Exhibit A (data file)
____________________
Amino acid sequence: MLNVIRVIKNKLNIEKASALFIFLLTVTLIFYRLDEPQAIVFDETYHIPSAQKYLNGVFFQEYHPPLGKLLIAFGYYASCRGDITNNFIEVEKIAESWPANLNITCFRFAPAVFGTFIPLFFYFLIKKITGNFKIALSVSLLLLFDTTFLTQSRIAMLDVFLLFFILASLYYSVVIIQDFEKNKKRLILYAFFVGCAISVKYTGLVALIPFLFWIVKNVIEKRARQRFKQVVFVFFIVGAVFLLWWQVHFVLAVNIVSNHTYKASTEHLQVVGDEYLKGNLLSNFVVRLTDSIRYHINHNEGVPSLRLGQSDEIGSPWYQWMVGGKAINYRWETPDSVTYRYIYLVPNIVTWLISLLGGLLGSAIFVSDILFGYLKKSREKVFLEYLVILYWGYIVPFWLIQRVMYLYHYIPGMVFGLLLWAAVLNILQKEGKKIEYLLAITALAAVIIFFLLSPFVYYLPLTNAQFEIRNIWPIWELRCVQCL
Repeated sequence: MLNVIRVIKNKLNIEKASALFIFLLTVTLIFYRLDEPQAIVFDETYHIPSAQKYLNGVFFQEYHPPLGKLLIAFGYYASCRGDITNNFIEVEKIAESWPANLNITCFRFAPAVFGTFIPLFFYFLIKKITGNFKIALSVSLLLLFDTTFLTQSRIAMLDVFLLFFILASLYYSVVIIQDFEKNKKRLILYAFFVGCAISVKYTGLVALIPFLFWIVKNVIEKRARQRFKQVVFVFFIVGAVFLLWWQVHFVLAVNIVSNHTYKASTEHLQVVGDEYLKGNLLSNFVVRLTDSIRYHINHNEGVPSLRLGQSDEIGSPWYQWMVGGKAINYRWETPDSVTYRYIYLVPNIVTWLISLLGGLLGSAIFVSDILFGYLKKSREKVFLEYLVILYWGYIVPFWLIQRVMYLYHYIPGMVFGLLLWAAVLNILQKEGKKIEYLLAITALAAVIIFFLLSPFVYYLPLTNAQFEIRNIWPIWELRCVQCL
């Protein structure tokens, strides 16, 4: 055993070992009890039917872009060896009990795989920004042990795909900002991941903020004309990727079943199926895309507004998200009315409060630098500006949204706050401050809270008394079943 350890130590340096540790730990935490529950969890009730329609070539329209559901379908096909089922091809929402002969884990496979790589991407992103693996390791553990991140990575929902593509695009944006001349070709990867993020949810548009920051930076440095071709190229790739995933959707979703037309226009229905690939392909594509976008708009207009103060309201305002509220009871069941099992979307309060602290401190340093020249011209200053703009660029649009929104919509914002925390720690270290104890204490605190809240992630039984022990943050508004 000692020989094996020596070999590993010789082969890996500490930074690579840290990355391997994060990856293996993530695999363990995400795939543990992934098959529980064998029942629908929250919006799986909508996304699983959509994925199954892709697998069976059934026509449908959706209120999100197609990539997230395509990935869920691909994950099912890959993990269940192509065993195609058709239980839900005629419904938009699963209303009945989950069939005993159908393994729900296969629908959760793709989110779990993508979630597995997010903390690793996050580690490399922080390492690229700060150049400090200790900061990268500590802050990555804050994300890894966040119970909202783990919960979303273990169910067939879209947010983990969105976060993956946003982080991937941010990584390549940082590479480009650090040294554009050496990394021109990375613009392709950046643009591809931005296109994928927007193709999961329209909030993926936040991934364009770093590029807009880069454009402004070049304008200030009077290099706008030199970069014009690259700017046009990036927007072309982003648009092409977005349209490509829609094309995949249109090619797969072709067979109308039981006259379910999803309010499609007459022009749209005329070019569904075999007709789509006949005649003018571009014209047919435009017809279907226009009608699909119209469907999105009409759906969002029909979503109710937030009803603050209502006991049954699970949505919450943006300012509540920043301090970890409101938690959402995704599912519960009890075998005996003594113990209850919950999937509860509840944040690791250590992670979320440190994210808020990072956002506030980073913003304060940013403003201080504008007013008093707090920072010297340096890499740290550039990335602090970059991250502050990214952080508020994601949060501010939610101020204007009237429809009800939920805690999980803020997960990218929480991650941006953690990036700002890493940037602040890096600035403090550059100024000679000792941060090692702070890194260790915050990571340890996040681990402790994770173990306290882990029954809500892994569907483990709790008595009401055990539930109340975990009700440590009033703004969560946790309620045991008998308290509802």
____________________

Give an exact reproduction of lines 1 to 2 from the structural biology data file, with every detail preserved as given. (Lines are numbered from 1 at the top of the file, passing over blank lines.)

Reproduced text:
Amino acid sequence: MLNVIRVIKNKLNIEKASALFIFLLTVTLIFYRLDEPQAIVFDETYHIPSAQKYLNGVFFQEYHPPLGKLLIAFGYYASCRGDITNNFIEVEKIAESWPANLNITCFRFAPAVFGTFIPLFFYFLIKKITGNFKIALSVSLLLLFDTTFLTQSRIAMLDVFLLFFILASLYYSVVIIQDFEKNKKRLILYAFFVGCAISVKYTGLVALIPFLFWIVKNVIEKRARQRFKQVVFVFFIVGAVFLLWWQVHFVLAVNIVSNHTYKASTEHLQVVGDEYLKGNLLSNFVVRLTDSIRYHINHNEGVPSLRLGQSDEIGSPWYQWMVGGKAINYRWETPDSVTYRYIYLVPNIVTWLISLLGGLLGSAIFVSDILFGYLKKSREKVFLEYLVILYWGYIVPFWLIQRVMYLYHYIPGMVFGLLLWAAVLNILQKEGKKIEYLLAITALAAVIIFFLLSPFVYYLPLTNAQFEIRNIWPIWELRCVQCL
Repeated sequence: MLNVIRVIKNKLNIEKASALFIFLLTVTLIFYRLDEPQAIVFDETYHIPSAQKYLNGVFFQEYHPPLGKLLIAFGYYASCRGDITNNFIEVEKIAESWPANLNITCFRFAPAVFGTFIPLFFYFLIKKITGNFKIALSVSLLLLFDTTFLTQSRIAMLDVFLLFFILASLYYSVVIIQDFEKNKKRLILYAFFVGCAISVKYTGLVALIPFLFWIVKNVIEKRARQRFKQVVFVFFIVGAVFLLWWQVHFVLAVNIVSNHTYKASTEHLQVVGDEYLKGNLLSNFVVRLTDSIRYHINHNEGVPSLRLGQSDEIGSPWYQWMVGGKAINYRWETPDSVTYRYIYLVPNIVTWLISLLGGLLGSAIFVSDILFGYLKKSREKVFLEYLVILYWGYIVPFWLIQRVMYLYHYIPGMVFGLLLWAAVLNILQKEGKKIEYLLAITALAAVIIFFLLSPFVYYLPLTNAQFEIRNIWPIWELRCVQCL